June 18, 2007 By Sascha Meinrath
The Chicago Digital Access Alliance (CDAA) -- a coalition of more than 40 communities, 70 nonprofits, 50 churches, 100 small businesses and 1,000 individuals -- is pointing the way toward a more digitally equitable future.
Traditional public-private partnership models for municipal broadband have become contentious, mostly due to community concerns about these models' ineffectiveness in addressing social and economic concerns. Thus heads are turning away from cities like Philadelphia and San Francisco, and looking toward cities like Minneapolis, Boston and St. Cloud, Fla. As community organizers and residents become more knowledgeable about their broadband options, the "best" models of 2005 and 2006 just don't cut it anymore.
As a core coordinator of the CDAA, Michael Maranda sees his work as an outgrowth of earlier digital access initiatives.
"The Chicago Digital Access Alliance was deeply inspired by the Community Benefits Agreement achieved by Minneapolis. We build upon our predecessors to honor them," Maranda said. "We drafted these principles under a frame of 'digital excellence,' and have been working hard at moving the discourse from inclusion to excellence -- we want to set a higher bar."
The CDAA is demanding the city's municipal broadband network be used to help address Chicago's socioeconomic problems. "We won't settle for a handout of a little hardware, a little connectivity, and maybe a little money to run some programs and put some sites up," Maranda said. "We're not going to smile, say, 'Thanks,' and go away quietly."
Bridging the Gap
In 2005, the digital divide was widely recognized as a fundamental problem affecting many aspects of contemporary civil society. Internet connectivity proved beneficial to those who had it, and as the number of Internet users increased, network users gained benefits too. The networked whole turned out to be far greater than the sum of its parts.
But this phenomenon widened the discrepancy between those with Internet access and those left out of the telecommunications revolution. Compared to their connected counterparts, the disconnected were rapidly losing ground when it came to things like access to job and educational opportunities, news and social networks.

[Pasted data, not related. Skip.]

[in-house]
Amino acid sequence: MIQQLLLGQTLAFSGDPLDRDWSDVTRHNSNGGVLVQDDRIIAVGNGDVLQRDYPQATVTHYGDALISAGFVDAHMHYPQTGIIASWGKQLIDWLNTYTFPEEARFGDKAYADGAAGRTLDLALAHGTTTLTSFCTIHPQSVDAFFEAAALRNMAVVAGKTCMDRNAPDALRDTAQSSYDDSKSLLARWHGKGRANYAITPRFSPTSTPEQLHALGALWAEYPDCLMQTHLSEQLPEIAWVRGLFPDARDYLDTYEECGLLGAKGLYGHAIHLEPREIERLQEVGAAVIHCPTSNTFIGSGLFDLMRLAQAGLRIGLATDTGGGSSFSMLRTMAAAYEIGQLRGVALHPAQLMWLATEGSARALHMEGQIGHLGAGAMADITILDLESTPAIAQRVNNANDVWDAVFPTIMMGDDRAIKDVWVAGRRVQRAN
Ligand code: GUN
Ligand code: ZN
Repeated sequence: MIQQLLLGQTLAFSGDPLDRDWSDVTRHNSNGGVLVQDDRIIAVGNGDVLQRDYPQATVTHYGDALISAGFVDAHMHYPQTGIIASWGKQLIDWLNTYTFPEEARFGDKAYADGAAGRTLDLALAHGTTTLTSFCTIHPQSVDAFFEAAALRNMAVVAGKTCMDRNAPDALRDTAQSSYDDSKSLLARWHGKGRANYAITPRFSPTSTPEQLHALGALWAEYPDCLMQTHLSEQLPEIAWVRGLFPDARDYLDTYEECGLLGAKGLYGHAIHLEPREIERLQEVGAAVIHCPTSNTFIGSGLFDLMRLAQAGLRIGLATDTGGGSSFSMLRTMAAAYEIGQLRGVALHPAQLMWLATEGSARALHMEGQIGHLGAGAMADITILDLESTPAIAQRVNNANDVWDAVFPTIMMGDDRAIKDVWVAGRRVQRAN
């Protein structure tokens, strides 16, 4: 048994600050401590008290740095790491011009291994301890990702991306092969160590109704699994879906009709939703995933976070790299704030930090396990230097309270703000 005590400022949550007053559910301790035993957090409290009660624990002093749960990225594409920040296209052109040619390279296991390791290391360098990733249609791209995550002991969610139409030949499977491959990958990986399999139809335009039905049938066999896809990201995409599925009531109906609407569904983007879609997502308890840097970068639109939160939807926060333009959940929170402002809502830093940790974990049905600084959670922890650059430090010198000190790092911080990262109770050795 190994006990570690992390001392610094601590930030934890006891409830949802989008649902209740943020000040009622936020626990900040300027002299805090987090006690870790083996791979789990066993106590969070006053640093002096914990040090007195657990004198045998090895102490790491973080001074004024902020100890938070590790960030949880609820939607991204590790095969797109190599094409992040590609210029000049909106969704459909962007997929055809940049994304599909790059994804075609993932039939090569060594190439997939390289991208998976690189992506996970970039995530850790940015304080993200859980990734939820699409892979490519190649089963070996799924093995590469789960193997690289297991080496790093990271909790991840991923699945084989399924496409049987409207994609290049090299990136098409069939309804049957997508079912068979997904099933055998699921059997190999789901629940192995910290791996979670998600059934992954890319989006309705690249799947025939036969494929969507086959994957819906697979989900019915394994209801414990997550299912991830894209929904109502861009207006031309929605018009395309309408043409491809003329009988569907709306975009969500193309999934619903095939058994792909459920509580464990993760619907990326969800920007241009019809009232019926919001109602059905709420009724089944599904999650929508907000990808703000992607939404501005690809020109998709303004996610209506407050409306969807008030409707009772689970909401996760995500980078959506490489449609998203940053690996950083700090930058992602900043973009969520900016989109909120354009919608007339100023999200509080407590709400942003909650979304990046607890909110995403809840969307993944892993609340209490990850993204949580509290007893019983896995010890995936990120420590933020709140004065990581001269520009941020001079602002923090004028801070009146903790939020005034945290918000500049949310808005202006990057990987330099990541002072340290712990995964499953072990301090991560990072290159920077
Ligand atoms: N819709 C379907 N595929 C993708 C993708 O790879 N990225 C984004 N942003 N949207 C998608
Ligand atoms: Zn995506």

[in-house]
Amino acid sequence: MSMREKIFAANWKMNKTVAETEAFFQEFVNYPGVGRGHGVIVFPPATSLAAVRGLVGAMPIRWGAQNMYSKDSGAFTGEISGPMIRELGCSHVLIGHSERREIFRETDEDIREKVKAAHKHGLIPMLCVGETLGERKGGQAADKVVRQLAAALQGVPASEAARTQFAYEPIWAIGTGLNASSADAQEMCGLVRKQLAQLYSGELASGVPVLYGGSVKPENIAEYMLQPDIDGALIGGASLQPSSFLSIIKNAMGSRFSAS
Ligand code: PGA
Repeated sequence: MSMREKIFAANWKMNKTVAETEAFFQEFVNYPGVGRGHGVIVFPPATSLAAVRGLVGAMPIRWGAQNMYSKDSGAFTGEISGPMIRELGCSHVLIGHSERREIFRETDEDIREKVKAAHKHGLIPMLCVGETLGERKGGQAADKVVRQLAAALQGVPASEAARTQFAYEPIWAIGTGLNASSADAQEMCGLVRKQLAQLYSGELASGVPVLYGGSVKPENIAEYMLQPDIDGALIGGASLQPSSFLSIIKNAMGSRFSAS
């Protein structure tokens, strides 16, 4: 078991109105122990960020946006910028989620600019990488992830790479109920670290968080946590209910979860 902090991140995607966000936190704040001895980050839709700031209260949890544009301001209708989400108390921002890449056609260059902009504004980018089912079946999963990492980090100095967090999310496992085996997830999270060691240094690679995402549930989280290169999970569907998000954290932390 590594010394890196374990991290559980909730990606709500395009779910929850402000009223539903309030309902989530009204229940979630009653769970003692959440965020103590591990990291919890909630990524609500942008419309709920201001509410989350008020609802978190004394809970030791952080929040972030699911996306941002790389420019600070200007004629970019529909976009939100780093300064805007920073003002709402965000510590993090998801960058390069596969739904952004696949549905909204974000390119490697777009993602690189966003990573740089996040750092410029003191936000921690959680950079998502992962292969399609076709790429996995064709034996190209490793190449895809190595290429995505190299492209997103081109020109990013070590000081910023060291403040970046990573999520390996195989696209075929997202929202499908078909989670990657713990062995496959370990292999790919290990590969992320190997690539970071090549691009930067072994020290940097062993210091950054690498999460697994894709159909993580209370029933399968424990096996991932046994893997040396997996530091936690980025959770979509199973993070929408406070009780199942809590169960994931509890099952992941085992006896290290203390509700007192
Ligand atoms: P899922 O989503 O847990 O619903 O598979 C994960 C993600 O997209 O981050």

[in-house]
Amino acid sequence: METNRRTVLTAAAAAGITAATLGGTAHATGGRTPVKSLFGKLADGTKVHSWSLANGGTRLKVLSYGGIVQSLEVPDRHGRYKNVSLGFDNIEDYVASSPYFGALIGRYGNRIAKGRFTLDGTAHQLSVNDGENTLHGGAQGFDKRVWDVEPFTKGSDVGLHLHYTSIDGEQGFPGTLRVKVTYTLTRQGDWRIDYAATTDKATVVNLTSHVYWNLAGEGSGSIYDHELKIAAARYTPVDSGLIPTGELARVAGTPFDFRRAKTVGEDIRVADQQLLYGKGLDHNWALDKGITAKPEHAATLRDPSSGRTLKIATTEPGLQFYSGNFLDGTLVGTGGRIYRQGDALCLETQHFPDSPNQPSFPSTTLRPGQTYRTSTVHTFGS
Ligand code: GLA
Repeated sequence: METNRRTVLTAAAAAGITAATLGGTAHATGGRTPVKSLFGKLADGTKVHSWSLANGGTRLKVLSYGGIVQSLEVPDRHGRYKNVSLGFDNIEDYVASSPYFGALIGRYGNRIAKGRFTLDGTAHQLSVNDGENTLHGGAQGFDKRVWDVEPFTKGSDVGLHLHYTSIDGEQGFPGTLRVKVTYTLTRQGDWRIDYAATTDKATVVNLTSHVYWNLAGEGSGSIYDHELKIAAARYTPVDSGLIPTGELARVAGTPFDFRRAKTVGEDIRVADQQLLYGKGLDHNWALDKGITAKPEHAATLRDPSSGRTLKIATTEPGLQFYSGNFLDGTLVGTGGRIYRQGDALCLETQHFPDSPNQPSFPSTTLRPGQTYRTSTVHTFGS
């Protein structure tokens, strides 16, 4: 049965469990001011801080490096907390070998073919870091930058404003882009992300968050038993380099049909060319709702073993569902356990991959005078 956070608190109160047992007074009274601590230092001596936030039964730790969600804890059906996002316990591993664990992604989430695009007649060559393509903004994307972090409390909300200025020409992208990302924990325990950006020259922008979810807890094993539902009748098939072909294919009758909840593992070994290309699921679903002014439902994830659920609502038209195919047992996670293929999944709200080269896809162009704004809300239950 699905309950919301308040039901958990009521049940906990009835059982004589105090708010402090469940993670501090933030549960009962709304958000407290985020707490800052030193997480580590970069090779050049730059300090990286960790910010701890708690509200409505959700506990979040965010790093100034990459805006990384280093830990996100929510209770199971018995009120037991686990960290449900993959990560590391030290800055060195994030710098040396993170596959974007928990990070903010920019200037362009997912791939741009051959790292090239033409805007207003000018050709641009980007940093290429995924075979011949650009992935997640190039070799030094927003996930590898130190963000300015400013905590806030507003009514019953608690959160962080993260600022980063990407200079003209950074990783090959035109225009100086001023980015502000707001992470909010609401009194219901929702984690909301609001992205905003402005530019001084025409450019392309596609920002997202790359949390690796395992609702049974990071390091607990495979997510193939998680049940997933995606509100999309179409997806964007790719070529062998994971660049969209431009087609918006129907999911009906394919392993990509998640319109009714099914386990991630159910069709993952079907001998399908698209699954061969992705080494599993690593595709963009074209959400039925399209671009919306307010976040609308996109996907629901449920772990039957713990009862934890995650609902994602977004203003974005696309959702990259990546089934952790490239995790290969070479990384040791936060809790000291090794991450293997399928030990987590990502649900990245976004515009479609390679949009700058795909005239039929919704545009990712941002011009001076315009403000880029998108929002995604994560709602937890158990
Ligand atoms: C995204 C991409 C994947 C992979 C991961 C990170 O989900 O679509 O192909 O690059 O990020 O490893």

By 2006, a far more practical stance caught on. "Digital inclusion" wasn't meant to simply be a public relations catch phrase. It was also a recognition that municipalities needed to do more than lessen discrimination -- they needed to foster digital expansion. "I have felt that community and technology advocates were ready to take up the phrase 'digital inclusion' largely because we've been neglected in the trenches for so long that we were ecstatic at being listened to at all," Maranda said. "If we are being listened to finally, let's talk about the society we want, and about technology only insofar as it can be in service to us achieving that society."
But a growing number of community organizers began to realize that "inclusion" wasn't enough.
"'Digital inclusion' has gained a lot of traction as a phrase, especially in Philadelphia, where Wireless Philadelphia has all but branded it to describe the social programs they are planning to close the digital divide," wrote Joshua Breitbart, principal of Ethos Group, on his blog. "People talk about the entrepreneurial opportunities that will come from 'closing the digital divide.' They're there, but anyone who is arriving now to the online world is working at a disadvantage to those who came before. We want to do more than just include people in the online world, as it currently exists. We want that new involvement to transform that world. This is what I hope to imply with the phrase 'digital expansion.'"
Today forward-thinking leaders and municipal decision-makers are setting their sights higher. "With digital inclusion, there is danger of leaving our aim too low and shooting ourselves in the feet. If [decision-makers] are listening now to community experts with experience in digital